Your Market's Slowing Down? Here's why...
Across the nation, many in the real estate industry are beginning to talk about a slowdown in the market place. Rather than hours on the market, homes are beginning to spend days and weeks on the ad pages. Instead of 10-15 offers, 'competitive' situations are involving 2-3 buyers with some slightly under-list price offers. While things still lie heavily in a seller's favor, something seems to be happening. One agent I saw deemed it not a slowdown, but a "Shift". Well my jargon-ridden-you've-read-too-many-Gary-Vee-books-recently-friend, a shift in which the market slows down and homes sit on the market longer after years of homes selling at a furious pace already has a name. It is, in fact, called a slowdown.
First, some facts. Home buying is still a tremendous opporutinty for stability and wealth in our country. Impending recession or not, now is still a fantastic time to buy. Homes will continue to appreciate (something about birth-death rate, inventory-demand, taxes, blah blah another blog for another day...). Interest rates will be moving up, making it smarter for someone to buy today than tomorrow.
With all of those attributes pointing toward the fact that buyers should (still) be in a frenzy, then why are we starting to see a slowdown? Why are rumblings amongst the real estate community that things are about to get tough?
I would point to a single cause - there are likely hundreds of real causes, but only a handful of major ones, and the biggest of all is appreciation. Classic supply and demand models have played out perfectly over the past couple of years - low inventory of a hot commodity (homes) has driven prices up. Many, many people have jumped back into the market, buying despite prices skyrocketing above what's been supported by comps, and in many cases, common sense. Savings have gone toward paying above appraised value. Cash has been put to work to win bidding wars. People have done just about anything they could to land a new home due to the fact that dream homes aren't being built like they used to be.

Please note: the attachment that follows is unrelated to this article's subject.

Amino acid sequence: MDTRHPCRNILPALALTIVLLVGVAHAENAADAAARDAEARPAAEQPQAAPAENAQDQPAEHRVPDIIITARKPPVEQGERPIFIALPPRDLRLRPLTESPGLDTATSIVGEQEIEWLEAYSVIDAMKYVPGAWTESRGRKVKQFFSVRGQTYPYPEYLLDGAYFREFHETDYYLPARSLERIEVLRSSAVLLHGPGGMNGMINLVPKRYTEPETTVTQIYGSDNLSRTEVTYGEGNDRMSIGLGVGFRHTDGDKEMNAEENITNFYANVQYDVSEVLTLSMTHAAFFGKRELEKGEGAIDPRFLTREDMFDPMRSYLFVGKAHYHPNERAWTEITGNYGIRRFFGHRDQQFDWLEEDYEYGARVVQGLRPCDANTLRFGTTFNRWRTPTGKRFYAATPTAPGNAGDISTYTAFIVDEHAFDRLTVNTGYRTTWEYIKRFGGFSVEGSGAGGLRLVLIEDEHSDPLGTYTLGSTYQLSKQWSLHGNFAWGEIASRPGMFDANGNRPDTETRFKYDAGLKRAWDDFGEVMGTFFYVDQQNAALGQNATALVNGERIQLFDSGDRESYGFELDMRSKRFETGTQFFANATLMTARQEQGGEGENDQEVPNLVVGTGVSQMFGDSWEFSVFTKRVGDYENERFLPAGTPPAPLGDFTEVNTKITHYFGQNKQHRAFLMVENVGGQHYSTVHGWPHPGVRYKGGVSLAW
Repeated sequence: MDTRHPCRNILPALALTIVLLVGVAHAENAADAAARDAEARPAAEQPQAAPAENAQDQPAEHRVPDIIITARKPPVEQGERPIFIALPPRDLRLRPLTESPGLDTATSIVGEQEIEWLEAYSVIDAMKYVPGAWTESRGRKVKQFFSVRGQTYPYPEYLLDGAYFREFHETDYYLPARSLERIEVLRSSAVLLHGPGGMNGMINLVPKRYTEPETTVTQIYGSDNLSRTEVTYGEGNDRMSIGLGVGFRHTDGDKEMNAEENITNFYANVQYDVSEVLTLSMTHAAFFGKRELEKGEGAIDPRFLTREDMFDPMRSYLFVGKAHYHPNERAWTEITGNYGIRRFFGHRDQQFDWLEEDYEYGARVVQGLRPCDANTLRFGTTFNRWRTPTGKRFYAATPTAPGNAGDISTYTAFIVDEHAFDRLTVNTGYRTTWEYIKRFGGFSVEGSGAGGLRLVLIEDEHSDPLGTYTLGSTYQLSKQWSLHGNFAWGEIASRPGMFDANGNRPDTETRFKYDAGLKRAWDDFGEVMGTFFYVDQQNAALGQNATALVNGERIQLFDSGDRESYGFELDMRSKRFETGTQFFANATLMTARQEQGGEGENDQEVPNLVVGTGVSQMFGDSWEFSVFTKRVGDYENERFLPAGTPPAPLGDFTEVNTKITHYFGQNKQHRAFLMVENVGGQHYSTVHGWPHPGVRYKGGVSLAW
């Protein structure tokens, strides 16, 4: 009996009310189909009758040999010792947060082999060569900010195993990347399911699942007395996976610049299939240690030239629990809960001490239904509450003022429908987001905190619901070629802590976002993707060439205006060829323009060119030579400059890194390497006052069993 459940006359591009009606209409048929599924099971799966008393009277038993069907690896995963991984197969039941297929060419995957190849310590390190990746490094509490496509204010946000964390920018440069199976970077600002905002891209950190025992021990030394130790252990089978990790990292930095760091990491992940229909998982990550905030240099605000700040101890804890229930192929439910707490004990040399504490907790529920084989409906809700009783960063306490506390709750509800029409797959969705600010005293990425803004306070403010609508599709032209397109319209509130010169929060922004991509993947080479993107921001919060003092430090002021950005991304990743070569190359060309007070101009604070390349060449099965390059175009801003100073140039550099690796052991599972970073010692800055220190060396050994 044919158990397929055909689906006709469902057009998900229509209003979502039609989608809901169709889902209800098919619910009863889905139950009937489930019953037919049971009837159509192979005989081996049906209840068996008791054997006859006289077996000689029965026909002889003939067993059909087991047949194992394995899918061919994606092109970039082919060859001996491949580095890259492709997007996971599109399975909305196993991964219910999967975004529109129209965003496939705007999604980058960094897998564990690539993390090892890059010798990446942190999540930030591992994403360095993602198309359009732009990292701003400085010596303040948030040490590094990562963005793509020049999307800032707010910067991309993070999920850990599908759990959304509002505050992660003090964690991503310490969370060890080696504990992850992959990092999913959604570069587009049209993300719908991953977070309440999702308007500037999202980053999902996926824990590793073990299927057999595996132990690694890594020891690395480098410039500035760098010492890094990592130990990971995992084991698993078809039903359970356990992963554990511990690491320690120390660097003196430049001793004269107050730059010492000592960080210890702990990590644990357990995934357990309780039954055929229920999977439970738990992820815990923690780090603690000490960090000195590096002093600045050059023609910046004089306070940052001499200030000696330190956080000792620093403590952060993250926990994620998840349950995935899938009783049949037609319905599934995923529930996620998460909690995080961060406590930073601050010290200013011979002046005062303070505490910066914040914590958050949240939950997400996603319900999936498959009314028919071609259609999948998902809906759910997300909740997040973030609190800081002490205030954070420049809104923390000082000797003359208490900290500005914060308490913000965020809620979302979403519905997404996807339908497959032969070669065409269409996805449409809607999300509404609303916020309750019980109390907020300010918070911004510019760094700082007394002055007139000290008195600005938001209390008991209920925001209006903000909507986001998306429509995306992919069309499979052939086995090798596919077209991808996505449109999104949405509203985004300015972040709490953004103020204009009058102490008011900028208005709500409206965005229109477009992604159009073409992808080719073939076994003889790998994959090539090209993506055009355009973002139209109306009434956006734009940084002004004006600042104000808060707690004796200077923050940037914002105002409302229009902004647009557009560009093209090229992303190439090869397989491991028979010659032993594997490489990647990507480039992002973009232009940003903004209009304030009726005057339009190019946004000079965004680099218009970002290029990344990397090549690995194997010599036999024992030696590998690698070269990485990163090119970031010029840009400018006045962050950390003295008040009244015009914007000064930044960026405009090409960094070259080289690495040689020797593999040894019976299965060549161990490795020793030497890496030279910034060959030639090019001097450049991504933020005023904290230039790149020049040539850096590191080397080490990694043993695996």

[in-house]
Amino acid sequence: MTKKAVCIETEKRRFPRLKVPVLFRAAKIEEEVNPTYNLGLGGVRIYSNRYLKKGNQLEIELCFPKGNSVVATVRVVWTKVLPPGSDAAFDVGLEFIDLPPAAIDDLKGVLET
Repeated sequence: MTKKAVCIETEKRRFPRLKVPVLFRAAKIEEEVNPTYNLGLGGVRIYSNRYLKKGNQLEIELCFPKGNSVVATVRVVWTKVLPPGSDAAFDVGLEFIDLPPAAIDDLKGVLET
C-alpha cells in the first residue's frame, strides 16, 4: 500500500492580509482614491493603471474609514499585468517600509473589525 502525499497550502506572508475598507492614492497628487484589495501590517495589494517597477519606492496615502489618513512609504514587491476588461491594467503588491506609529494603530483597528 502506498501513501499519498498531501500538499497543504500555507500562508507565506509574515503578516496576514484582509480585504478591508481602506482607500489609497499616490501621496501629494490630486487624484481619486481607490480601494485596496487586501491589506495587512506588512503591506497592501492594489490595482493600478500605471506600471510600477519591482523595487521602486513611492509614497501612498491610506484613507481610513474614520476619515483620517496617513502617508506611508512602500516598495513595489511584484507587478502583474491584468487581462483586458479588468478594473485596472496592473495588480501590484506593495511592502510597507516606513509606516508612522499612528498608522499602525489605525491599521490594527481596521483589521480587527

But under it all, wages haven't come up. Home prices have. Rents have. But wages have not. In many major markets, we've seen home appreciation at the low end 5%+, and on the high end upward of 15% in markets like the Bay area in California and Seattle, WA. Wages though, are lagging severely, with wage growth stuck a hair above 3%. It's simple math, really. If home prices continue to go up 8%, and rents go up 5-6%, with wages going up 3% - eventually, we reach the point where people can no longer afford housing. The only way to bring things back to balance are extreme wage growth (not gonna happen...see above note about impending recession), or home values need to come down. OR, of course, inventory could be increased to balance the market, but in most markets, this is a pipe dream.
There are $0 down programs for buyers in many markets, but with those programs borrowers see the reality of a rising rate market and costly PMI that severely eats into their buying power. Sure, they could afford a mortgage with 20% down, but rents are too high to save any substantial amount for a down payment. Plus, all the while they're saving, home prices and interest rates are going up, so the extra savings are barely putting a dent in the potential home buyer's dilemma.
So we've identified a major problem? What's the solution? For one, homes need to come down in price. Home buying hysteria needs to stop - people are still only staying in homes 10 years on average (and this is skewed higher by the fact that many people had negative equity 10 years ago - in fact, they HAD to stay in their homes if they wanted to avoid a short sale for at least 3-5 years of those 10). So it makes no sense for most people, especially entry level buyers, to start off with negative equity. It's not a big deal when you buy a Honda Civic. It's a really big deal on a $250,000+ home. Buy based on comps, long term financial goals, and ability, and not based on the "I want it now so I need it now" mentality that so many people have.
The government should also be helping. Not with handouts, but by bringing back the benefit of the FHA loan. When HUD changed the mortgage insurance model of FHA, it all but killed the program - no buyer wants to be stuck with PMI for the life of a loan, and in a rising rate environment, there may never be an opportunity to refinance into a better loan than the one available today. Conventional loan alternatives have pricing based on credit, so borrowers with credit even just slightly south of perfect are faced with higher rates and mortgage insurance premiums than the FHA loan comes with. FHA changing their PMI model to match the conventional model would open the door to more buyers who have trouble saving a down payment.
One final way we could help is in educating more buyers to the alternative loan products out there. 203k and other renovation loans can help buyers enter more affordable homes and create the home they want, rather than overspending for a home that already has all the upgrades, bells, and whistles. As Fannie Mae and Freddie Mac sort out the hurdle of qualifying the rising number of people participating in the gig economy , opportunities will open to those who have the income, but not the documentation, to qualify for a low down payment mortgage. Help should be on the way from the mortgage industry, but the big question is "will it be enough?".
For now, inventory is low, rates are still low, deductions are still available, and home ownership is still a straight path to wealth and stability. It's a great time to buy, but we need to open the door to more buyers.
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